And that is all well-and-good. …Actually, as mentioned before, it sucks. But it is what it is. We could stop there, but the fact is, there is more going on beside this uncomfortably antithetical forced changing of behaviour. With the voluntary-ish behaviour change that brings upon this grey-ness… conscious of it or not, at least in our experience, we are killing something. Something is dying. That part of one’s life or certain beliefs or that part of one’s person. Most likely, some cocktail of all of these things. I would be surprised if most people didn’t do it this way. Thinking about it, now, lets say …5+ years after the fact, it just seems easier to dial that shit down if some part of you allows certain things to “die” and accepts the fact. And long after one feels a bit physically in a different place, there exists this period of mourning for that thing that one consciously still has no clue one has killed.
I mean, that’s how death (however, metaphorical) works, I think, no? However it does work, apparently, no one ever really gets over a death of something they believed in so whole-heartedly & loved. This sounds trivial but I loved meth. I suppose I can’t say it that way because I still love meth. The fact that I haven’t done it in forever doesn’t change the fact. The fact that I was able to dial it down to a semi-sustainable level and ‘forgot’ about it in a visceral manner doesn’t change the fact, either.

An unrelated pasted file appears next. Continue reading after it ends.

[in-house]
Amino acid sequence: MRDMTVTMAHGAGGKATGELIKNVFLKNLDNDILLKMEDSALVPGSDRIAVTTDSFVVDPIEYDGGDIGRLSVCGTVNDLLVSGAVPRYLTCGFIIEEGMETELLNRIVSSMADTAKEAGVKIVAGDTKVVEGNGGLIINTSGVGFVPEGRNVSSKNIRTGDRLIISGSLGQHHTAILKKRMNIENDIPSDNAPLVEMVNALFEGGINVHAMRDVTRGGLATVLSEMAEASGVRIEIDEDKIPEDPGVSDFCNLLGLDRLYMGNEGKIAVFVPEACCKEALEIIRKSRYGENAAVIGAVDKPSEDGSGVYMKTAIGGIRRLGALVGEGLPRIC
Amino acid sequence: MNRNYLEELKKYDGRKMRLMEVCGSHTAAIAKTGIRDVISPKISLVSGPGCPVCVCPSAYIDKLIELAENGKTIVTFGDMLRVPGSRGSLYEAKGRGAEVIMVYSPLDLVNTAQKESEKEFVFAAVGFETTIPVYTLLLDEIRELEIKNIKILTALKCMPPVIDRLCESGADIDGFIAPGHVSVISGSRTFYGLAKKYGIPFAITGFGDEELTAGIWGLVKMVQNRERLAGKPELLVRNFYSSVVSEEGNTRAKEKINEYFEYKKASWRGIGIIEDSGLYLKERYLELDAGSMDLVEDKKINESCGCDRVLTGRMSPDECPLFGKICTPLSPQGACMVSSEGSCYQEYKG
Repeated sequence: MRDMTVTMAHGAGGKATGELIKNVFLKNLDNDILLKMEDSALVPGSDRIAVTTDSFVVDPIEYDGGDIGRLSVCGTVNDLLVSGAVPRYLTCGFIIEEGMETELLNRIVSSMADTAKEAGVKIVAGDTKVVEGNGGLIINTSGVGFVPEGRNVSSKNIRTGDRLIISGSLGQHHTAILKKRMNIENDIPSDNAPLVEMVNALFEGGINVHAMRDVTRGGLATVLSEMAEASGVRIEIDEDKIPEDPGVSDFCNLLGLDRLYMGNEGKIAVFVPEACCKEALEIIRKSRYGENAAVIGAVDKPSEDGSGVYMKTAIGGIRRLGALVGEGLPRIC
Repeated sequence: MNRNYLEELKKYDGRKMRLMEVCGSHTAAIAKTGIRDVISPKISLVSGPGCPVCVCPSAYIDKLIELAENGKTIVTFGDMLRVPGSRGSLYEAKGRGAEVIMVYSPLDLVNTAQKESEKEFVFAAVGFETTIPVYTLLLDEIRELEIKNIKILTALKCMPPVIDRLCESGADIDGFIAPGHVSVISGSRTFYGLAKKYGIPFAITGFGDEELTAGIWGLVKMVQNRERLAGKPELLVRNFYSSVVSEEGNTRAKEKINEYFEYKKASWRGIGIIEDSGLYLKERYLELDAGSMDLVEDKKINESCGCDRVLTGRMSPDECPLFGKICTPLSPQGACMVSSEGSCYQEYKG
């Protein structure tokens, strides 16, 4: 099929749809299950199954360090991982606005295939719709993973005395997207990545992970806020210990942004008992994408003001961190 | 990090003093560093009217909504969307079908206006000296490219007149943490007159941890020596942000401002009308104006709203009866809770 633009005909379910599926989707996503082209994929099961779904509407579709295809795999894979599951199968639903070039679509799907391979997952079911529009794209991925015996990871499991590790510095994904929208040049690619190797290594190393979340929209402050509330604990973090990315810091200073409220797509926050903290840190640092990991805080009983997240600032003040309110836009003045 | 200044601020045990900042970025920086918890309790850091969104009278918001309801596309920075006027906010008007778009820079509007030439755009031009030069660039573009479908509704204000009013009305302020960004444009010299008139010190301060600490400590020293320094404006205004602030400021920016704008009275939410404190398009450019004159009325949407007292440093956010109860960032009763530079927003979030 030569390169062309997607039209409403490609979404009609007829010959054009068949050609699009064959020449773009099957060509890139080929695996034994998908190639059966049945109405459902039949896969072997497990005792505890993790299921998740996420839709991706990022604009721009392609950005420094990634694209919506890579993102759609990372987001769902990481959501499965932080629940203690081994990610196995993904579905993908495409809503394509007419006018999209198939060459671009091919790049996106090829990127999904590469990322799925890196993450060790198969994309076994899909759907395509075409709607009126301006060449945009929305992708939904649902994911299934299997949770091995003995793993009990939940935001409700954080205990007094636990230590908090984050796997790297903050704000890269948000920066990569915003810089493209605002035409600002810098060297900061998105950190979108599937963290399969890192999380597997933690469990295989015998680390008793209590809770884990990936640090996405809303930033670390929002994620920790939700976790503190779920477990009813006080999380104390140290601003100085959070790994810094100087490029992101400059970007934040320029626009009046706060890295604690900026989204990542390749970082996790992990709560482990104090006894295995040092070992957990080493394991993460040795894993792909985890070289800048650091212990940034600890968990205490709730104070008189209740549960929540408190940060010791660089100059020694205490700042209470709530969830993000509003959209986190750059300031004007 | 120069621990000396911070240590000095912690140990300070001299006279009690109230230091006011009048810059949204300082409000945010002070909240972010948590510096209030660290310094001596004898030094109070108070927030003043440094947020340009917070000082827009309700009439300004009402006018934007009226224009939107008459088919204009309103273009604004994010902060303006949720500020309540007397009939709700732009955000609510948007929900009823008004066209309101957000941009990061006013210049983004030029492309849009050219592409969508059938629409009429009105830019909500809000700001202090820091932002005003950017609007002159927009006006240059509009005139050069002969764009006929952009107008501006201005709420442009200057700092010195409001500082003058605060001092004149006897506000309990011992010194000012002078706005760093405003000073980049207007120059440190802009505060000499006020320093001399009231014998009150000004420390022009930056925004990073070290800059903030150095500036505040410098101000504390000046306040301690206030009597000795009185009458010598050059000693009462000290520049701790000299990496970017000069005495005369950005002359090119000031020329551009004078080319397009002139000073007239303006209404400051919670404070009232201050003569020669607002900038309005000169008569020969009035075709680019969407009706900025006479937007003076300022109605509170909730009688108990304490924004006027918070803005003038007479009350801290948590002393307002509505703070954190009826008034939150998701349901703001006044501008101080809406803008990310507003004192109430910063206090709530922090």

I guess on some level, I knew this. And so, the object was to forget. With the increasing passage of time, this sort of thing becomes easier and easier until it becomes more of a cognitive thing. The fact that you know that you love meth. The fact that you were a hardcore meth user. But the drug has been removed from any sort of visceral feeling.
Until that is some random late late show host reminds one of the visceral.
Its strange, this was the first time, possibly ever, that I felt the visceral excitement of being an addict since I’ve stopped the drug. I felt like one of those people in cocaine studies that are shown pictures of paraphernalia as their dopaminergic centers or where ever light up in their brain as if they were high.
This is where it gets a bit messy. This pseudo-high (as pseudo as it may be) is a pleasurable feeling. And all of these things that I thought that I killed (that haven’t been felt for years) come flooding back in a lovely saturated sweet tangerine segment burst in your mouth.
And it has nothing to do with being afraid of becoming a junkie again or anything. I have absolutely no fear of that happening. Its just… with this reminder comes this anticlimactic notion of, “so, here we are”.
Here we are, because, really, where can we be but here? But what is ‘here’?
In addition, it reaffirms the notion that you are different… not normal. And only certain people will be able to understand this part of you. This is no longer catastrophic as you’ve been able to detach meth and meth-life and needles from your personality. You’ve been able to detach the degree of passion and positiveness and importance as it applies to you, inherently.
I suppose this may be a good thing. Well, neither specifically good nor bad. Rather time’s affect on objective introspection?
And so it goes.
-just another extremely sloppily written post from the folks at 23rd Street